Aquaculture company Mowi announced on Tuesday that it’s suspending the construction of a fish farm near Campbell River until it reaches an agreement with Homalco First Nation, which has raised concerns about the effects of the facility on ancient clam gardens.
The decision came just after a flotilla of protesters staged a demonstration at sea on Tuesday. Several dozen activists in at least 15 boats attended the protest at Cyrus Rocks in the Okisollo Channel, northeast of Quadra Island.
The Mirror travelled to the site with documentary filmmakers Eiko Jones and Kim Isles and spoke to protesters who want fish farms removed from coastal waters.
“There’s no reason to have open-net farming on this coast,” said Brian Bloomfield, who lives on Maurelle Island, directly across the channel from the site. He said he doesn’t begrudge people who work in the industry, but that aquaculture facilities should be on land.
Protesters said Cyrus Rocks site is a poor choice for open-net pens because of its proximity to various outdoor adventure businesses, several marine parks and a rockfish conservation area.
“All these thousands of Atlantic salmon … are in an open-net pen in the water in which are supposed to be recuperating stocks of rockfish,” said Claudia Lake, a Maurelle Island resident who was among the organizers of the protest.
Protesters circled a barge at the Cyrus Rock site where the open-net pens are apparently being set in the water. There was no sign of anyone on-site. The company said it was suspending work for the day. pic.twitter.com/6hQEOUk2RX
— David Gordon Koch (@davidgordonkoch) May 28, 2019
Activists on the flotilla cited longstanding concerns that open-net pen aquaculture poses a variety of dangers to wild salmon populations, notably the spread of sea lice.
“It’s going to be close to zero, if not zero sockeye coming home,” said George Quocksister Jr., a Laichwiltach hereditary chief. “It’s because of those farmed fish pens.”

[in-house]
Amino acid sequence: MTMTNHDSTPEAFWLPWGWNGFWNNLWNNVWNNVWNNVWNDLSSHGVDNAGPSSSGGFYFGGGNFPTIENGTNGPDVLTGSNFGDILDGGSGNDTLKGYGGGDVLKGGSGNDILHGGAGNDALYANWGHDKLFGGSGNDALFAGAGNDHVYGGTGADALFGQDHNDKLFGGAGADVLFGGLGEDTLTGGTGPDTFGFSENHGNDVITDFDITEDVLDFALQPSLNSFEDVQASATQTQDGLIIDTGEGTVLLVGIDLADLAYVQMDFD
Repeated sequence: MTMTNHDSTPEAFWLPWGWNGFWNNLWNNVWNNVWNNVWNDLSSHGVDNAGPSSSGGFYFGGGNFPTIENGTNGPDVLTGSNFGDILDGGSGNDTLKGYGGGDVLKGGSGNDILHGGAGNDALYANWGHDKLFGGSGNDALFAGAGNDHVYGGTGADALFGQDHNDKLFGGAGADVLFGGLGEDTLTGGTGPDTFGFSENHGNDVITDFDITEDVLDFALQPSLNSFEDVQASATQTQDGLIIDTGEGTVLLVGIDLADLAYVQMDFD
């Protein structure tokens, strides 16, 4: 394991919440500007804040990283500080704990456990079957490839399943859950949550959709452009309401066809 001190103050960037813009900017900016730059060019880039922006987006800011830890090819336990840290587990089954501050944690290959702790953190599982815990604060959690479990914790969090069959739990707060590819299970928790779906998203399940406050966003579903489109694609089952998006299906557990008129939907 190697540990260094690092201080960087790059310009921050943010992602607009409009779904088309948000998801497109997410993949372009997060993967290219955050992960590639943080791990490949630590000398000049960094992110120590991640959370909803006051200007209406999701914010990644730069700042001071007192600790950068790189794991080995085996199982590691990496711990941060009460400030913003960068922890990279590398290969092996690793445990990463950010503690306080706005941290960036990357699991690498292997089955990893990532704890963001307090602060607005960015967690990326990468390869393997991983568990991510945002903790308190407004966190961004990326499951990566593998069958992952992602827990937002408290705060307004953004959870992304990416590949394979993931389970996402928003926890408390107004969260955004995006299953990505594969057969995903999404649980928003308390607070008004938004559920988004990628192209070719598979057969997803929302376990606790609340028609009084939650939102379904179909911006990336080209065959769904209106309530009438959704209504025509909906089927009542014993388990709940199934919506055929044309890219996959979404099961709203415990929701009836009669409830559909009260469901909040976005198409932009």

Quocksister carried a letter signed by Homalco First Nation Chief Darren Blaney saying Quocksister was welcome on Homalco territory.
“We have a common interest in protecting our lands and waters,” Blaney said in the letter.
The flotilla of boats, many of them bearing placards with anti-fish farm slogans, circled a barge where workers had begun setting up the pens.
Several dozen protesters were in Okisollo Channel as part of today’s protest, in small motorboats and on a larger fishing vessel covered in placards and banners. pic.twitter.com/sLivAAyAod
— David Gordon Koch (@davidgordonkoch) May 28, 2019
Mowi said on Tuesday morning it was aware of the flotilla and had “stopped farm set-up for the day to ensure there is a safe environment.”
Later in the day, the company said it was putting the project on hold following a meeting with Homalco First Nation’s chief and council.
“Mowi met with Chief Blaney and Councillors of the Homalco First Nation this morning to hear their concerns and are working with the Nation to find a pathway forward,” company spokesperson Chris Read said in a statement. “Work will be suspended at this site until further notice.”
Blaney told the Mirror in a text message that the First Nation is protecting clam gardens that date back 3,500 years.